“It is polluting the groundwater,” Claudia Wilson Frost, FPL’s attorney, told the justices. “We have a real property right … and it’s being transgressed.”
Environmental Processing Services and its supporters maintain that the waste will make the groundwater no more polluted than it naturally is.
“What flows beneath FPL’s property is crud. You can’t drink it,” Craig Enoch, the well operator’s attorney, told the court, adding, “There’s no evidence that it’s polluted.”
The attorney argued that nothing is keeping FPL from using its surface property. In his argument, he did not address the farm’s contention that it could later use technology to clean up the water. But in an interview, he suggested that future technology could, perhaps, also filter out the industrial waste.
It may be impossible to observe the pollution first-hand, but environmental experts can predict whether and when it has occurred.
In a previous hearing, according to court documents, Bob Kent, a former Texas environmental regulator and FPL Farming’s expert witness, testified that the waste plume had probably traveled across the property lines. He based those conclusions on a formula widely used by state and federal regulators.
When evaluating a drilling application, state regulators generally calculate where the waste might migrate 10 and 30 years into the future.
“Proof in this case is a lot easier than you think,” Frost said. “Once [the waste] is there, the trespass has occurred.”
The well operator's supporters do not dispute that migration has occurred, but they say predicting the precise path of the mirgration is difficult if it's to be used in a trespassing claim.
But Frost argued that state's trespassing law does not require proof of harm anyway, and that that the court — in its historic 2012 ruling in the Edwards Aquifer Authority v. Day case and others — has already confirmed the Legislature’s intention to deem groundwater private property.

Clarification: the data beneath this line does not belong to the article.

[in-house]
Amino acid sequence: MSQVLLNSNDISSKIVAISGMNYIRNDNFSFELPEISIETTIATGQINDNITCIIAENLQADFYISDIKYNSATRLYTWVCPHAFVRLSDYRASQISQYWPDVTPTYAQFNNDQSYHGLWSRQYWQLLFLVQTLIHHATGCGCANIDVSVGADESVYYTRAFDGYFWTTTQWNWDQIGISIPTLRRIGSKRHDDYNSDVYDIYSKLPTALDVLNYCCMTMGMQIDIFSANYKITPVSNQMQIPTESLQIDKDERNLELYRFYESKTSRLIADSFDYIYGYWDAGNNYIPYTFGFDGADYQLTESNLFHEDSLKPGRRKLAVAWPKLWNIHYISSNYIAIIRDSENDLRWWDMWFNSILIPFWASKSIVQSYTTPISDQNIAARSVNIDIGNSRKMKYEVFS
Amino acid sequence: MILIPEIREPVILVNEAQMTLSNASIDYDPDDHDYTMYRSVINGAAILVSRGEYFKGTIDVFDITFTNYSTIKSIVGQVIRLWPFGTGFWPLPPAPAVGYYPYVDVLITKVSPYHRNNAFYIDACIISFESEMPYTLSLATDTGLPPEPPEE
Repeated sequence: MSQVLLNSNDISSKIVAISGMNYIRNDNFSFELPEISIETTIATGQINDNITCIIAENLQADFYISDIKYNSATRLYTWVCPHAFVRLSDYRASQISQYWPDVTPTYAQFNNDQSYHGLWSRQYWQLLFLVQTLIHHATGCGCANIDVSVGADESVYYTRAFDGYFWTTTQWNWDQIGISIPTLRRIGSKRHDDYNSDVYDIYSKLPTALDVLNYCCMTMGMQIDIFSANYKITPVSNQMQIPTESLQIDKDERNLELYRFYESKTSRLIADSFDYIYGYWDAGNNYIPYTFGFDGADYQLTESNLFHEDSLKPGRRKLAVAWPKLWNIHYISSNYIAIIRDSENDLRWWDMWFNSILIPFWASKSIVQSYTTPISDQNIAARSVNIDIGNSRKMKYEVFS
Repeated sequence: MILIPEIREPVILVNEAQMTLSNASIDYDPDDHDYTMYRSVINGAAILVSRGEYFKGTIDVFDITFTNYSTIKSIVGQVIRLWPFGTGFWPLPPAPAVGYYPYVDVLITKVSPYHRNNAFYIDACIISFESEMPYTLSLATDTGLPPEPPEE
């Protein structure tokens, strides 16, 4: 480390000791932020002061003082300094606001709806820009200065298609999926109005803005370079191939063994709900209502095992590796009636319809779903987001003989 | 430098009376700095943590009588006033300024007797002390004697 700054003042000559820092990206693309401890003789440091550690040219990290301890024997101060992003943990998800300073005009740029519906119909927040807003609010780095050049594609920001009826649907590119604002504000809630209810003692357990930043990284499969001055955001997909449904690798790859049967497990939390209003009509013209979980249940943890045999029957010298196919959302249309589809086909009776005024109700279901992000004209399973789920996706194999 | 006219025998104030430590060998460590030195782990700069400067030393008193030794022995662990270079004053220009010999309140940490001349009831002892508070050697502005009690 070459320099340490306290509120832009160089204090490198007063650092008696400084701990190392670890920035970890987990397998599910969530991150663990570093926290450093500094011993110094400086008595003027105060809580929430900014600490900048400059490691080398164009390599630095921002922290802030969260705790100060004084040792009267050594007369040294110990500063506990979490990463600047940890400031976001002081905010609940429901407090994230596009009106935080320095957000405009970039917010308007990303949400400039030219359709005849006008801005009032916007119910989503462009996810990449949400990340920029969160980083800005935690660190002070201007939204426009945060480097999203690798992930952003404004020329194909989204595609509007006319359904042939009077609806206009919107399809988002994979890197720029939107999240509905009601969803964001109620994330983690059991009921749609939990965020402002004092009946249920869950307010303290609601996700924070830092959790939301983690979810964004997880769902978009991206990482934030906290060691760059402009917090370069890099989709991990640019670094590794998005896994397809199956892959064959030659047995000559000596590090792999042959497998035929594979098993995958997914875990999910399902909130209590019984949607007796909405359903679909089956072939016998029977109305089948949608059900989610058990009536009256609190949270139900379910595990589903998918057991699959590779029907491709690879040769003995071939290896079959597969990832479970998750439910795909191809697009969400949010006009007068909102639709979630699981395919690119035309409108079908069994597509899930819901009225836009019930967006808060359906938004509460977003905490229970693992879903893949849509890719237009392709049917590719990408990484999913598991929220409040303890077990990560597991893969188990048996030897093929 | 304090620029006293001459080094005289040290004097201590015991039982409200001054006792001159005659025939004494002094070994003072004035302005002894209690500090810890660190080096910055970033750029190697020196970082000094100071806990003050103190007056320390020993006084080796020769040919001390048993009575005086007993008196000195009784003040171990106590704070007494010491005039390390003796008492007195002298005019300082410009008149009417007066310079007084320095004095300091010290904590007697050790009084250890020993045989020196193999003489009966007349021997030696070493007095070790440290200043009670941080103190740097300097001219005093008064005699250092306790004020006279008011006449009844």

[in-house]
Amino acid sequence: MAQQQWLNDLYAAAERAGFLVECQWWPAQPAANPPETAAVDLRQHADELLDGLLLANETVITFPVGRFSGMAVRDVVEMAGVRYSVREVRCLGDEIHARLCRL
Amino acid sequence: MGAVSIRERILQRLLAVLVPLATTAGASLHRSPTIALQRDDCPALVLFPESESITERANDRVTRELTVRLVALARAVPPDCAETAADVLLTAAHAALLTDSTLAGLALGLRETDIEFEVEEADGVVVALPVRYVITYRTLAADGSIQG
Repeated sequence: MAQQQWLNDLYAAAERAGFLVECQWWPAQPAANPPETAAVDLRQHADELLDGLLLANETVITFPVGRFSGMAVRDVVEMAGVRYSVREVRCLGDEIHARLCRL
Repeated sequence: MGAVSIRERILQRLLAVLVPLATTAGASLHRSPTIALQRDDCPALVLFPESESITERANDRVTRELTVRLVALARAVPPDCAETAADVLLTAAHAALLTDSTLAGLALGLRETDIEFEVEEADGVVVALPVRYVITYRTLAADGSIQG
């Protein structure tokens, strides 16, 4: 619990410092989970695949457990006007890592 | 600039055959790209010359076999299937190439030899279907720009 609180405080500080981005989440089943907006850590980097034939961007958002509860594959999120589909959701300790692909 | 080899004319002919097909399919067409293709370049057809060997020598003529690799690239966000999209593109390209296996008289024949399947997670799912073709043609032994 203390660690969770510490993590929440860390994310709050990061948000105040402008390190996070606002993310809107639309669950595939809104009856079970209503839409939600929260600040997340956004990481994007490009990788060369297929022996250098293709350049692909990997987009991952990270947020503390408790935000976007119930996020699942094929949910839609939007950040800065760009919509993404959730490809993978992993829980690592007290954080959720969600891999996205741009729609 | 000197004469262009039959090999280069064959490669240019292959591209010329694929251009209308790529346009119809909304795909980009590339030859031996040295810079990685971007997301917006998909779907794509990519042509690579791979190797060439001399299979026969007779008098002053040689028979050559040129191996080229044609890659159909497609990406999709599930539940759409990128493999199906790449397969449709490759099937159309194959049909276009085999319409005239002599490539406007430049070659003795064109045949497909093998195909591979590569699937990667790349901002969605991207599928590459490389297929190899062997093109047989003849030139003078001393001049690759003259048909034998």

“Established Texas statutes and law support each and every one of FPL’s claims,” she said.
The court should consider the mere storage of waste below another’s property — akin to storing items in a neighbor’s garage without asking — as a trespass, Frost argued.
The Supreme Court has previously weighed the idea of underground trespassing, but in the context of mineral rights, not land rights.
In 2008, it ruled against a group of mineral owners who sued Coastal Oil & Gas for trespassing, saying that the company, which had lawfully drilled a nearby well, had drained some of the gas beneath the group’s adjacent property through the fracking process. The court said Texas’ “rule of capture” — mineral owners' nearly unfettered right to the oil and gas produced by wells on their property — barred neighboring mineral owners from recovering royalties on any gas they lost.
But had fracking been found to damage the neighboring property in other ways (in that case, it had not), the court said the owners could be liable for trespass.
The groundwater case has drawn little attention from property rights advocates. The Texas Farm Bureau, which traditionally supports those interests, filed the lone brief in support of the farm, but didn’t do so until Jan. 2.
Regan Beck, assistant general counsel for the Farm Bureau, told The Texas Tribune in December that the group had only recently learned that the case had returned to the Supreme Court.